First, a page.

*   *   *   *   *

To the Mountaintop

My Journey Through the Civil Rights Movement

By Charlayne Hunter-Gault

A personal history of the civil rights movement from activist and acclaimed journalist Charlayne Hunter-Gault. On January 20, 2009, 1.8 million people crowded the grounds of the Capitol to witness the inauguration of Barack Obama. Among the masses was Charlayne Hunter-Gault. She had flown from South Africa for the occasion, to witness what was for many the culmination of the long struggle for civil rights in the United States. In this compelling personal history, she uses the event to look back on her own involvement in the civil rights movement, as one of two black students who forced the University of Georgia to integrate, and to relate the pivotal events that swept the South as the movement gathered momentum through the early 1960s. With poignant black-and-white photos, original articles from the New York Times, and a unique personal viewpoint, this is a moving tribute to the men and women on whose shoulders Obama stood.

*   *   *   *   *

 

Jefferson’s Pillow

The Founding Fathers and the Dilemma of Black Patriotism

By Roger W. Wilkins

 In Jefferson’s Pillow, Wilkins returns to America’s beginnings and the founding fathers who preached and fought for freedom, even though they owned other human beings and legally denied them their humanity. He asserts that the mythic accounts of the American Revolution have ignored slavery and oversimplified history until the heroes, be they the founders or the slaves in their service, are denied any human complexity. Wilkins offers a thoughtful analysis of this fundamental paradox through his exploration of the lives of George Washington, George Mason, James Madison, and of course Thomas Jefferson. He discusses how class, education, and personality allowed for the institution of slavery, unravels how we as Americans tell different sides of that story, and explores the confounding ability of that narrative to limit who we are and who we can become. An important intellectual history of America’s founding, Jefferson’s Pillow will change the way we view our nation and ourselves.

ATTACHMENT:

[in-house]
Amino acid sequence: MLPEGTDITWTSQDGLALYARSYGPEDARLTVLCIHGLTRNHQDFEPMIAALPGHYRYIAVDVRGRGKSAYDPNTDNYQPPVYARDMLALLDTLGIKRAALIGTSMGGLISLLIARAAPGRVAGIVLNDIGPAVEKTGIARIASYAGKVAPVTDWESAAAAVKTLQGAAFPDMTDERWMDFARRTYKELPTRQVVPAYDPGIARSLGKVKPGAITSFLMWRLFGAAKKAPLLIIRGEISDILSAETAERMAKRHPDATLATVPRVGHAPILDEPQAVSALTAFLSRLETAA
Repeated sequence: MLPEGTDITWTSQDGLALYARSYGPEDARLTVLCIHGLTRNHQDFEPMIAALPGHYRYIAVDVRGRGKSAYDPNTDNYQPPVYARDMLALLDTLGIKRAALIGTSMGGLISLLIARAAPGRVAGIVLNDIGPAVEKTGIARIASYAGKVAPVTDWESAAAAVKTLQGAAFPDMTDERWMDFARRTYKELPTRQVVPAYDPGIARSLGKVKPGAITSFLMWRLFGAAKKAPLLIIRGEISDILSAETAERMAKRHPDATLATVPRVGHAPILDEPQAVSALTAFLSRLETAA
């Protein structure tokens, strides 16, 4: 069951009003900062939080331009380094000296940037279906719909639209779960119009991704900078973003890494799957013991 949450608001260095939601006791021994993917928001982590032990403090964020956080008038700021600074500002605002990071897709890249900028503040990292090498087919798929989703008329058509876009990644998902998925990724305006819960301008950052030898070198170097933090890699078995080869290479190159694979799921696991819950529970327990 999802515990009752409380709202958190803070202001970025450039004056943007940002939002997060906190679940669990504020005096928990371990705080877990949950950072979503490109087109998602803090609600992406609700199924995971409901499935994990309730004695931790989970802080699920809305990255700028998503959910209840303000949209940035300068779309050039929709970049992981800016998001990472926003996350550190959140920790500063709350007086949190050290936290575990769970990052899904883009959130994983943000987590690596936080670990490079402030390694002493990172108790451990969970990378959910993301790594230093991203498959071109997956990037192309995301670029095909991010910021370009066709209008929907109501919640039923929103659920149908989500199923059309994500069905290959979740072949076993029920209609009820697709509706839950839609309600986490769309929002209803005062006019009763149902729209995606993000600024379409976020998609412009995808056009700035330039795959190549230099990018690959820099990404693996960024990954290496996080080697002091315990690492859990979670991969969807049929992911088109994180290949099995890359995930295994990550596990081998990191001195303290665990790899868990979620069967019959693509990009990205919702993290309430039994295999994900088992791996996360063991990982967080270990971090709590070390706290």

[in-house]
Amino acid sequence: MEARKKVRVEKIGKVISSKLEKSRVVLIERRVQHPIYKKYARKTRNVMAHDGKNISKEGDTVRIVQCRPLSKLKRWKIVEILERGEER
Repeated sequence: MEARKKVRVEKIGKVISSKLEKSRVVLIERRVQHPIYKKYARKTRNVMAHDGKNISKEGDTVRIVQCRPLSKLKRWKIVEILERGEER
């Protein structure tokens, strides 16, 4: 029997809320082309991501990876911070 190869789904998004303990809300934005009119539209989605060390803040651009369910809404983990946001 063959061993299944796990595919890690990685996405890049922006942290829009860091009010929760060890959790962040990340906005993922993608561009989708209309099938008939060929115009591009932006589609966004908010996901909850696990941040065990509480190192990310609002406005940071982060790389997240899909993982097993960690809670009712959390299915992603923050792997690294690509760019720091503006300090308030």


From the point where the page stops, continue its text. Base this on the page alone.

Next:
*   *   *   *   *

The White Masters of the World

From The World and Africa, 1965

By W. E. B. Du Bois

W. E. B. Du Bois’ Arraignment and Indictment of White Civilization (Fletcher)

*   *   *   *   *

Ancient African Nations

*   *   *   *   *

If you like this page consider making a donation

online through PayPal

*   *   *   *   *

Negro Digest / Black World

Browse all issues

1950        1960        1965        1970        1975        1980        1985        1990        1995        2000 ____ 2005        

Enjoy!

*   *   *   *   *

The Death of Emmett Till by Bob Dylan  The Lonesome Death of Hattie Carroll  Only a Pawn in Their Game

Rev. Jesse Lee Peterson Thanks America for Slavery /

George Jackson  / Hurricane Carter

*   *   *   *   *

The Journal of Negro History issues at Project Gutenberg

The Haitian Declaration of Independence 1804  / January 1, 1804 — The Founding of Haiti 

*   *   *   *   *

   

*   *   *   *   *

(Books, DVDs, Music)

 

 

 

 

update 19 June 2012

  ]]>

 ]]>

 

Home  Ekere Tallie Table

Post Comment

This site uses Akismet to reduce spam. Learn how your comment data is processed.